That's the Wu's wonder -- blending reality and comedy, flexing its mind as much as its muscle. But it also marks everything the group does, which lately has been far too much. In 2001 alone, RZA's second Bobby Digital release, "Digital Bullet," was a surprisingly hazy and murky wash of low-tech beats from the producer's futuristic alter ego. Ghostface Killah recently dropped "Bulletproof Wallets," also featuring Raekwon, wherein the pair dish out the sort of wide-bodied soul-rap found on Ghost's 2000 release, "Supreme Clientele." And Method Man recently teamed up with his "How High" co-star Redman for the movie's soundtrack, revisiting their blunt-centric 1999 outing, "Blackout!"

It's understandable that the members of an eight-person outfit would want to stay active when the group isn't busy, but the Wu should beware of shooting itself in the foot with its prolific output. Each successive round of solo albums is inevitably compared with the previous round, as well as the Wu discography, and they're all starting to run together. What was brash when the group debuted -- its sense of humor, its stark sound, the MCs' personas -- is starting to feel ... not tired, perhaps, but expected: yet another Wu-Tang release. And if its members were as musically versed as their samples lead you to believe, you'd expect them to recognize that historically hip-hop groups have followed the law of diminishing returns.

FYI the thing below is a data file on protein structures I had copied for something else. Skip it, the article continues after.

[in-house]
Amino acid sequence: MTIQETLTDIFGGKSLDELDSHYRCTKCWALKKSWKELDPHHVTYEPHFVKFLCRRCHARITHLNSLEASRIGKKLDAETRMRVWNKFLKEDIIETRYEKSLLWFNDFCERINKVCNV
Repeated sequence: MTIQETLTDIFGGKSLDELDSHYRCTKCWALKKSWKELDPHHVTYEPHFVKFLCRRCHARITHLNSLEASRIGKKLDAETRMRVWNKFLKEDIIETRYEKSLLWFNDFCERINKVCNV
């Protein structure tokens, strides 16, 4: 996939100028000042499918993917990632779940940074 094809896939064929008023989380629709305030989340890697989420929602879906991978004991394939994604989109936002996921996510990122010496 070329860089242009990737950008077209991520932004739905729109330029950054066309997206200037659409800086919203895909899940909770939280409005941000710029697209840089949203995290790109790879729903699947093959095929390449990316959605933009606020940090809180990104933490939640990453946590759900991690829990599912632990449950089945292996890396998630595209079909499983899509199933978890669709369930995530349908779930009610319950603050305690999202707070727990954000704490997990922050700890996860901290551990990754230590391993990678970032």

Twenty years into hip-hop's ongoing history as a serious pop-music contender, the genre is short on long-running success stories to which artists can aspire. Instead, hip-hop history is marked by a series of cautionary tales. Signature debuts don't prevent artists from dwindling into irrelevance after one, maybe two solid outings (see A Tribe Called Quest, De La Soul, LL Cool J). Worse, sometimes the brightest talents don't even get a chance to age (see 2Pac and Biggie). And thus far, the Wu-Tang Clan is following some well-traveled roads that led former rap superstars into pop-music's periphery.

Like Public Enemy, the Wu followed a groundbreaking debut album with a critically lauded sophomore effort, but subsequent releases didn't fly off the shelves quite as quickly. Still, extracurricular activities abound -- such as Wu video games and clothing lines. The whole Wu package has taken on this larger-than-life appearance that makes the original unit seem less like a singular entity and more like an ex post facto supergroup.

But if any hip-hop group has the creative talent and determination to pull off being a long-running power, it's the Wu-Tang Clan. Despite the ever-growing circle of sameness that permeates its output, there are genuine sparks of brilliance. RZA's soundtrack to Jim Jarmusch's "Ghost Dog: The Way of the Samurai" was the first compelling use of hip-hop in a movie as more than the backdrop to a ghetto setting. The members' collective enthusiasm for the art form -- as guest performers or producers -- gives many artists their first break. And, though not a stunner, "Iron Flag" has enough raw power to prove the group's still got its game.